Why aren't we as thankful as we should be? Is it because we are caught up in this world of greed, covetousness and complaining? Are we behaving just like others who are not "God-possessed"? Is it because we have forgotten that God is sovereign and that He is the One who has assigned us our appointed role in life? Have we fixed our eyes on ourselves and said, "Poor me," rather than praising God for the privilege of working for Him? Have we been ignorant of these Scripture passages and therefore disobedient to Him? Whatever the cause, it can be corrected in a moment. For when you capture this biblical concept, enthusiasm can become a way of life for you.


As a practical implementation of this astounding truth in Colosssians 3: 17, let me challenge you to tackle that detestable job-the most difficult one first-and say to yourself, I'm going to do it for Jesus' glory and in His name! Mentally picture yourself serving the risen Lord. You will be amazed at what happens. New purpose and strength will be instantly yours, and you will begin to experience a brand-new zest for living.

A professional person once confessed, ''I'm ashamed of myself. I hate housecleaning, and there is one room in my home that is a disaster area. I love my work, but I just can't get myself motivated to do anything at home anymore!" However, when she learned this basic principle of scripture and began to put it into practice, she began to sparkle and so did her house.

So, begin to daily thank God (aloud, if possible), for everything-your church, your employment, your home or whatever your task may be. It will revolutionize your day! Paul said, "Therefore, since through God's mercy we have this ministry, we do not lose heart" (II Cor. 4: I).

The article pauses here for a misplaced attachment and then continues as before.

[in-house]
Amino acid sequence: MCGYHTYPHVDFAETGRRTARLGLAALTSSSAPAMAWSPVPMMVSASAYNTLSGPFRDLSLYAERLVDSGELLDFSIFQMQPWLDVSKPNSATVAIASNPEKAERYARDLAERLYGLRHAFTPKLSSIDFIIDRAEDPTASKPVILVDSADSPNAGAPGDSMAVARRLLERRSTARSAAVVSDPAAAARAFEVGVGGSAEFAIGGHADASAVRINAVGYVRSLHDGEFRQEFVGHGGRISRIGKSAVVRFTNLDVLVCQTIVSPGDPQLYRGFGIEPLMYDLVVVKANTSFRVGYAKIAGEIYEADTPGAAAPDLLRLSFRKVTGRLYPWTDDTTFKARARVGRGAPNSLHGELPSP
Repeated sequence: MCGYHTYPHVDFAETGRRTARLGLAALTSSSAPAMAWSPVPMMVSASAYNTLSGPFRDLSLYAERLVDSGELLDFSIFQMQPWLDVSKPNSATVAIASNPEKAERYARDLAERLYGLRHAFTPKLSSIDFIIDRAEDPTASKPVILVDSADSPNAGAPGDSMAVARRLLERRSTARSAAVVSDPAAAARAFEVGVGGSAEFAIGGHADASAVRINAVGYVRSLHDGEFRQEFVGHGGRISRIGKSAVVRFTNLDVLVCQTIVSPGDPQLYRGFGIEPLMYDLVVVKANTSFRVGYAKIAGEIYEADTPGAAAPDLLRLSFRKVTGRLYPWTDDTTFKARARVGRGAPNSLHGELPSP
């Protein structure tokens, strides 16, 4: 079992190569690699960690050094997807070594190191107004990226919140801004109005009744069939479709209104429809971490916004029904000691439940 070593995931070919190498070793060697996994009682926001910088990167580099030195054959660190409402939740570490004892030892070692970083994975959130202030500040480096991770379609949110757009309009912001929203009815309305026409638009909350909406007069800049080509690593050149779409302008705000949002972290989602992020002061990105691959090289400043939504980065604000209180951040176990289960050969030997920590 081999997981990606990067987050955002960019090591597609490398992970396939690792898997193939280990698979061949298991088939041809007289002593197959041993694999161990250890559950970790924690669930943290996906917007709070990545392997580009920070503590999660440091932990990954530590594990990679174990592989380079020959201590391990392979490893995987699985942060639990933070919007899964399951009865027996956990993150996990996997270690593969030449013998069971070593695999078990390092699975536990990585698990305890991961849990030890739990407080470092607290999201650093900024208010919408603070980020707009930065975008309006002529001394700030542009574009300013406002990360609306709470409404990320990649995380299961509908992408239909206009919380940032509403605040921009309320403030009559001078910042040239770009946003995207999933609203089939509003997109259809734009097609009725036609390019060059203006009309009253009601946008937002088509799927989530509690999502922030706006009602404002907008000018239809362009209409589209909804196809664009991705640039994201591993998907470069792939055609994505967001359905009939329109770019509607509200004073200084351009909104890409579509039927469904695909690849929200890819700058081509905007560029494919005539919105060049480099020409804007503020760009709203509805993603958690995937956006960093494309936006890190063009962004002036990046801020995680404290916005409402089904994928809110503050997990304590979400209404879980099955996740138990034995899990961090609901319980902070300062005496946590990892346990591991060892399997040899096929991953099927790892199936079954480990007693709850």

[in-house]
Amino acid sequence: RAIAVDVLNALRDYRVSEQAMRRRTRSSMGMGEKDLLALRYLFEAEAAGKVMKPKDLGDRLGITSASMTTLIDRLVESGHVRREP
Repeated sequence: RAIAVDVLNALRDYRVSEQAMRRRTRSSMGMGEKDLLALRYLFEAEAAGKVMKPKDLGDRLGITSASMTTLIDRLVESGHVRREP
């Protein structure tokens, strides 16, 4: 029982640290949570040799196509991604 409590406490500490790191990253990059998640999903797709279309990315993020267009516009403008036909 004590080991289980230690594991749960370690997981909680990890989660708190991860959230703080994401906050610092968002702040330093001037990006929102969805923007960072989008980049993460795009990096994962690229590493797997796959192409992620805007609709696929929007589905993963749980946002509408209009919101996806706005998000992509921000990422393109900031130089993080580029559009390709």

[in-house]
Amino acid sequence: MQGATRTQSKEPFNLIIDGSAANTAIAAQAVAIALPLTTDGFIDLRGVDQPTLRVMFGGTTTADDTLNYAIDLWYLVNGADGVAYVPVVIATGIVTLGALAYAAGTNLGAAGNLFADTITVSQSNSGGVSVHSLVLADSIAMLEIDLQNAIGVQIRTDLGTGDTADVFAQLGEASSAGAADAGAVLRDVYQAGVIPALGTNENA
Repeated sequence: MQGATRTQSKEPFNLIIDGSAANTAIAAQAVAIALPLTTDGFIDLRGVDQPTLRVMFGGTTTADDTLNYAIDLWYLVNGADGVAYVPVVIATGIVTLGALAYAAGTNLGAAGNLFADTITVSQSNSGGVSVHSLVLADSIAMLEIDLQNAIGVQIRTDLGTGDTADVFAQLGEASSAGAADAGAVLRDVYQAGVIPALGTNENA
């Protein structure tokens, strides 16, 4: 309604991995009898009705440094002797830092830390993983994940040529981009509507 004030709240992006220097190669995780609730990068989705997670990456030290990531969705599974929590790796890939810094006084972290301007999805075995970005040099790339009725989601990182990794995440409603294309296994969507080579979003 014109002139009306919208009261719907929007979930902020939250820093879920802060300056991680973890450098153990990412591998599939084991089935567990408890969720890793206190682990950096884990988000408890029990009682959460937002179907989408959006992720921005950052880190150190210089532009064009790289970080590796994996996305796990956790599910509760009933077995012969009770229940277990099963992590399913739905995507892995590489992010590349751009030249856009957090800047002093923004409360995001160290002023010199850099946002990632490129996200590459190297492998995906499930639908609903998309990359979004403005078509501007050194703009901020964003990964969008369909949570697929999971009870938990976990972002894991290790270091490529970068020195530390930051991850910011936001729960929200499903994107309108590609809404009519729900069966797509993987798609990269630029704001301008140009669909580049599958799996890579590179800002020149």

What is your ministry? It is whatever you do as a Christian in the name of the Lord! There is no "secular" work for the true believer. It is all sacred, and it can all be stimulating-even thrilling-if you do it for the Lord and with a thankful heart. Remember: An enthusiastic person is a "God-possessed" person. The bottom line is, Does He have you? If He does, it will show in your words and deeds today. You can put enthusiasm into everything! 

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What should you do when you sense that no one around you is concerned and you even feel that God doesn't care?

Have you ever felt as if God has forgotten you? Do you perhaps now sense that God doesn't real1y care-that He has forsaken you and gone off and left you? This was how the Jews in exile in Babylon felt. They questioned the knowledge and the power of God. We read about this in Isaiah 40:27, where they said, "My way is hidden from the Lord, and the justice due me escapes the notice of my God."*